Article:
Perks of being a parent governor

Following on from my earlier post about Wigan council claiming that a group of families’ desire to raise awareness of failings in safeguarding procedures was politically motivated, I’m reminded of a couple of incidents during my short lived term as a parent governor at Wood Fold Primary School.

The first one happened during a full governing body meeting in an autumn term, where an item on the agenda was to decide who had what roles on the governing body.  As I had quite a bit of experience of SEN, and I was an Advice Line Volunteer for IPSEA (https://www.ipsea.org.uk) I expressed an interest in being the governor for SEN.  (This is how it went, you said what you fancied, and if the person who was already doing it didn’t want to do it any more, the job was yours -skills analysis was to be a thing of the future). The parent governor who had been doing the SEN governor role for the previous year said she wanted to carry on as she’d learned a lot and was enjoying it.  She had no SEN experience as far as I knew. So I said ok, what about the governor for equality, that sounds just up my street? Again, considering I have the experience, certainly in the area of disability, but a passion for equality generally, it appealed to me.  It was then, that one of the other governors asked ‘could it not be seen as a conflict of interest?’ [because you have a disabled son].  I said I believed equality was everyone’s responsibility.  Later, when I thought about it more, I realised what she meant:  the risk of ensuring the school met its equality duties to pupils, staff and the general community meant that people protected by the Equality Act 2010 might just be treated fairly and without discrimination.  I can see now how that can be considered as a conflict of interest.  Not.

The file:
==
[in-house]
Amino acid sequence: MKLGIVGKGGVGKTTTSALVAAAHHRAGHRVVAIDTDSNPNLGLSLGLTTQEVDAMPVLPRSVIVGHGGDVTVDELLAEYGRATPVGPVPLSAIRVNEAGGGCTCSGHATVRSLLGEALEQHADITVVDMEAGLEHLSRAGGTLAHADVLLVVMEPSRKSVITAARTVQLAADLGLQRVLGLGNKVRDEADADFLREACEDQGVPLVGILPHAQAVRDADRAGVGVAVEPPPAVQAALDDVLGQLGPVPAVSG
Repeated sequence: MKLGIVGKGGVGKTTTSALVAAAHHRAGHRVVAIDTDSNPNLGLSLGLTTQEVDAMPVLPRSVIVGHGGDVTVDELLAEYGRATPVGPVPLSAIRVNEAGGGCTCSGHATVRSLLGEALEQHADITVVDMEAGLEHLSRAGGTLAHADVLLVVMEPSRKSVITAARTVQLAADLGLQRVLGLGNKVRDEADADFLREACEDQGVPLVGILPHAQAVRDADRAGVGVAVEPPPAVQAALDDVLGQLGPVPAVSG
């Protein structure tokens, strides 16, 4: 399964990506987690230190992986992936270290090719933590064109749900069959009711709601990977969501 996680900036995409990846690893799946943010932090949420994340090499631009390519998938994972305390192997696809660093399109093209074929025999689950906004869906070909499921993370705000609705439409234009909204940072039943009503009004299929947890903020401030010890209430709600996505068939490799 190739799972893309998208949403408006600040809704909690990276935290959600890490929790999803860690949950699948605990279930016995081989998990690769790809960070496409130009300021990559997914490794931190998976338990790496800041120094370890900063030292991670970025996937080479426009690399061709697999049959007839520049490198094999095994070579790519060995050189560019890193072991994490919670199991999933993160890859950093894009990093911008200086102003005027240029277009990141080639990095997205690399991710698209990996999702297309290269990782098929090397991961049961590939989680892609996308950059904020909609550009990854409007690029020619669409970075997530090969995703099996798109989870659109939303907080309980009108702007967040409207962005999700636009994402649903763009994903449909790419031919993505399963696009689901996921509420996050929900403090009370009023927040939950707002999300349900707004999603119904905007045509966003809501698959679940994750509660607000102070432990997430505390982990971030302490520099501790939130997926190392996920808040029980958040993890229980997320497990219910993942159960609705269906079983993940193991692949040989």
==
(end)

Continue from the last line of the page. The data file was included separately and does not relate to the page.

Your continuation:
The second incident happened in July 2013, at the governing body meeting where I am claimed to have brought the school into disrepute.  (That’s for another time.) The LA had sent a memo out to all governors in Wigan advising them of the new SEN processes that were being followed from that September, as Wigan was a pathfinder council.  I’d queried the information provided by the pathfinder Lead, that children who didn’t require a certain level of funding or one to one hours would have their statements ceased to be maintained, and I’d received a bizarre response, expressing delight that I agreed with the new process!!  I raised concerns with the LA governor services that governors were being given duff information, and received a response along the lines of ‘not my problem’.  So, back to the governing body meeting, I explained my concern that children would slip through the net and as a governing body we could be failing in our duty towards children with SEN if a statement was ceased for the reasons being spouted.  At this point, the Chair of Governors asked me “so how does this affect you?”, seemingly implying that my son would be adversely affected by this illegal practice and that was my main concern.

What I can’t get my head around is why people are so despicable in thinking that a disabled child might receive something ‘better’ or ‘more’ than a child who doesn’t need extra support, and specifically relating to my position as a governor, how I could somehow get ‘perks’ that would advantage my son so much that it would disadvantage the other children.

More generally though, why is it that such unpleasant cynicism can be used to dismiss any form of positive action to ensure disabled children are not harmed, or that they receive the education to which they are entitled to and have a right to?  Has equality really moved forward?

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